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"In some Asian populations, we know there are not even words for therapy or suicide," said Kristee Haggins, senior associate at the California Institute for Mental Health and one of a dozen or so exhibitors. Unwillingness and/or the inability to access care are common barriers across cultures, said Haggins. But there is an added layer of resistance among some ethnic groups. Members of these groups may prefer to access non-psychological resources and services, like church and spirituality, she told CT.

Fighting Stigma

"If you don't fight stigma in your own family, the rest of society and the church aren't going to fight stigma either," said Amy Simpson, author of Troubled Minds: Mental Illness and the Church's Mission. The message she heard from her community and church growing up was that her mother (who has schizophrenia) was to be feared and that she too was "infected," Simpson said.

One-fourth of Americans will suffer a mental illness this year, several speakers said. Sixty-five percent come to church first for help with their struggles, said Vann.

However, one-third of Americans and roughly half of evangelical, fundamentalist, and born-again Christians say that with prayer and Bible study alone, sufferers can overcome serious mental illness, a September 2013 LifeWay Research survey found.

"From my standpoint, the stigma that affects the members of the congregation is exactly the same stigma that affects any group of people," said Pitman at the press briefing.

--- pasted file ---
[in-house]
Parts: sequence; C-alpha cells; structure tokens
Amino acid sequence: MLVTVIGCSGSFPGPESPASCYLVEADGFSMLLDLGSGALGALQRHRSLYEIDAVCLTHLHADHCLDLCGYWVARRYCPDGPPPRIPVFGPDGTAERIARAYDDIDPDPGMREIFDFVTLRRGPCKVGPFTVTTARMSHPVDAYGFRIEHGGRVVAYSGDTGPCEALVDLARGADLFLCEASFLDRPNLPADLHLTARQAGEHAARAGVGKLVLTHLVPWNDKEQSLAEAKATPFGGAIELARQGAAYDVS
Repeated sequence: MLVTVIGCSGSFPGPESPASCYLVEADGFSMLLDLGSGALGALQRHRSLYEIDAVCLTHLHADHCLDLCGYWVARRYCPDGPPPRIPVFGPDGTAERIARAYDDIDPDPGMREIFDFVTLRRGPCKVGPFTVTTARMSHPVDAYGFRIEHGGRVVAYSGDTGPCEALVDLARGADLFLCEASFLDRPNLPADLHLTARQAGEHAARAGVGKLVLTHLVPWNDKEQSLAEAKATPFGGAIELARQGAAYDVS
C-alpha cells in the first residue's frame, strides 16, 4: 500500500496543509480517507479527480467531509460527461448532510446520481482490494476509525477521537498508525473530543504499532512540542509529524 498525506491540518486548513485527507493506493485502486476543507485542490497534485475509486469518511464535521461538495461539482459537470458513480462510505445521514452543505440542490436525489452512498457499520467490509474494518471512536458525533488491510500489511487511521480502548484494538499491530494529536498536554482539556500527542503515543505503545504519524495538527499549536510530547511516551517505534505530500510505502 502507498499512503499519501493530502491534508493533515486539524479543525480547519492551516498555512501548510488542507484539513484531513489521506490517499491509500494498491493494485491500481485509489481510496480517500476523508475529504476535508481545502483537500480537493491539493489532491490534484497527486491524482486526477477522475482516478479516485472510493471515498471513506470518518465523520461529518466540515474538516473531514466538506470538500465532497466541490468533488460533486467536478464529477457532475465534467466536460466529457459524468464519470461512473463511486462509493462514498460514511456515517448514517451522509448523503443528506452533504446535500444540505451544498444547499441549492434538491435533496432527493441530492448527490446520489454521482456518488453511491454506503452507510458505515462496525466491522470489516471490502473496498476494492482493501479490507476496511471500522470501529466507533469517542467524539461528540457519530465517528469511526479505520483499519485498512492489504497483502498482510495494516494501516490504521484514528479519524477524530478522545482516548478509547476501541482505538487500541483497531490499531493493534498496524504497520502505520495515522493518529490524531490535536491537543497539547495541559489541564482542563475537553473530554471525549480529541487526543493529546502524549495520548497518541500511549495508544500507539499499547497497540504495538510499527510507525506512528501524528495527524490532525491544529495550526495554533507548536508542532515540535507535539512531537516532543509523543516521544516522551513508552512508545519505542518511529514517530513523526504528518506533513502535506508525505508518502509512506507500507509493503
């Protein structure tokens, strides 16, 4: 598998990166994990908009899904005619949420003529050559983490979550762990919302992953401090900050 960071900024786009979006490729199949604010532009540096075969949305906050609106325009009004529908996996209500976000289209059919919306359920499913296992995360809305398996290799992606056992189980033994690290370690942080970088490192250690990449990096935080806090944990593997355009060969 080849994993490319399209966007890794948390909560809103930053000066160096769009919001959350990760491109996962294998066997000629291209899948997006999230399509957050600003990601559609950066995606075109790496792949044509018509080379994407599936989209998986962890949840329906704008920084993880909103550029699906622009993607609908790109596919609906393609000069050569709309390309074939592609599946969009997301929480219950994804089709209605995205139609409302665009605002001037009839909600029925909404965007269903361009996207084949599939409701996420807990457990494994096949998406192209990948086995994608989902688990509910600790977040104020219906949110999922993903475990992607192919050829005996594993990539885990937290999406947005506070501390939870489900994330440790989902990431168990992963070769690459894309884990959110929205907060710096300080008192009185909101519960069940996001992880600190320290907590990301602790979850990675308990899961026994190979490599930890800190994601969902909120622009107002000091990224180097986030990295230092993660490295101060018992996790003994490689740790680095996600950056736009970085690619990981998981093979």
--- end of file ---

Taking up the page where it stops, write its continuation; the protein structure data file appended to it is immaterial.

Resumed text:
"People don't want to admit to having a mental illness, because we all know what it looks like. It's either a psychopathic killer or somebody sitting in a corner, staring vacant-eyed and drooling.... That's not what it looks like. It looks like the people in this room," he said.

Stubbornly High Suicide Rate

Stigma is "a victim word," said Tom Insel, director of the National Institutes of Mental Health, in an email to CT after the conference. (Insel was not in attendance.)

"We need a word that empowers," he said. "Discrimination is a better term for framing the issue." Imprecise language can negatively influence the perceptions of caregivers, conflate the illness with a person who has it, and affect the person's self-perception, Insel said.

"One of the most difficult issues for people with depression is their self-loathing, that sense of hopelessness and helplessness that precludes getting the care they need. All of this is complicated but, for me, much more useful than talking about stigma," he said.

The issue that keeps Insel up at night is the nation's intractable suicide rate, he said. "The rate is remarkable — 38,000 a year – or about one every 15 minutes in this country — and no sign of a decrease over the past 20 years when mortality from traffic accidents, homicides, and AIDS [all now less than 38,000 per year] have gone down," said Insel.

Lack of integrated and equitable care contribute to mental illness mortality and morbidity rates, he said, but so does a lack of of good science about mental illness.

"We don't know enough," said Insel.

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